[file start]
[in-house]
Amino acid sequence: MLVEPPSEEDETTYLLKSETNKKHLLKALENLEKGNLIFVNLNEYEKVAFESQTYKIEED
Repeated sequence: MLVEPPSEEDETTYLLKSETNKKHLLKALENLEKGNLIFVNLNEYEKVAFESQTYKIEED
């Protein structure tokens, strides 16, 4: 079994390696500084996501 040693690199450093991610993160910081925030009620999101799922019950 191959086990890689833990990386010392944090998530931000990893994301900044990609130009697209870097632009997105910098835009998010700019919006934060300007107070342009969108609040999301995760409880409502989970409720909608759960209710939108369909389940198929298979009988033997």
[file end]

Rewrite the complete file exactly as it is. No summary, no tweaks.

[in-house]
Amino acid sequence: MLVEPPSEEDETTYLLKSETNKKHLLKALENLEKGNLIFVNLNEYEKVAFESQTYKIEED
Repeated sequence: MLVEPPSEEDETTYLLKSETNKKHLLKALENLEKGNLIFVNLNEYEKVAFESQTYKIEED
């Protein structure tokens, strides 16, 4: 079994390696500084996501 040693690199450093991610993160910081925030009620999101799922019950 191959086990890689833990990386010392944090998530931000990893994301900044990609130009697209870097632009997105910098835009998010700019919006934060300007107070342009969108609040999301995760409880409502989970409720909608759960209710939108369909389940198929298979009988033997």